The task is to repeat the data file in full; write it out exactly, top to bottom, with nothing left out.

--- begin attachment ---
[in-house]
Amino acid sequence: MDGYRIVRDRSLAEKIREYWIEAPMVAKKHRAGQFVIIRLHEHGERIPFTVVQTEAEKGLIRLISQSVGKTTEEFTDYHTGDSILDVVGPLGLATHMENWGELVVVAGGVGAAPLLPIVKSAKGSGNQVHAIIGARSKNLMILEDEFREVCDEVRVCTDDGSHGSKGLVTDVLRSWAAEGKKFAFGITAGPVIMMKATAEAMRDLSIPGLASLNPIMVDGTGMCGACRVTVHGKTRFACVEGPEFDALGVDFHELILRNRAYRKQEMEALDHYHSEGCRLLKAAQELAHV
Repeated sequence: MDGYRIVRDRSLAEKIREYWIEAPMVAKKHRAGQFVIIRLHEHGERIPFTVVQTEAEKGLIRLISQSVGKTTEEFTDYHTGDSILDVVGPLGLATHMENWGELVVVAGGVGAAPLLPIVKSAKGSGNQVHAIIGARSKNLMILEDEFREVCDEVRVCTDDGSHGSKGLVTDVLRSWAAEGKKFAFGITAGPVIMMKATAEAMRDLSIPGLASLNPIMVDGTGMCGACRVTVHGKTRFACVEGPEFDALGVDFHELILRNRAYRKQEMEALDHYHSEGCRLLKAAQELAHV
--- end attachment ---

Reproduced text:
[in-house]
Amino acid sequence: MDGYRIVRDRSLAEKIREYWIEAPMVAKKHRAGQFVIIRLHEHGERIPFTVVQTEAEKGLIRLISQSVGKTTEEFTDYHTGDSILDVVGPLGLATHMENWGELVVVAGGVGAAPLLPIVKSAKGSGNQVHAIIGARSKNLMILEDEFREVCDEVRVCTDDGSHGSKGLVTDVLRSWAAEGKKFAFGITAGPVIMMKATAEAMRDLSIPGLASLNPIMVDGTGMCGACRVTVHGKTRFACVEGPEFDALGVDFHELILRNRAYRKQEMEALDHYHSEGCRLLKAAQELAHV
Repeated sequence: MDGYRIVRDRSLAEKIREYWIEAPMVAKKHRAGQFVIIRLHEHGERIPFTVVQTEAEKGLIRLISQSVGKTTEEFTDYHTGDSILDVVGPLGLATHMENWGELVVVAGGVGAAPLLPIVKSAKGSGNQVHAIIGARSKNLMILEDEFREVCDEVRVCTDDGSHGSKGLVTDVLRSWAAEGKKFAFGITAGPVIMMKATAEAMRDLSIPGLASLNPIMVDGTGMCGACRVTVHGKTRFACVEGPEFDALGVDFHELILRNRAYRKQEMEALDHYHSEGCRLLKAAQELAHV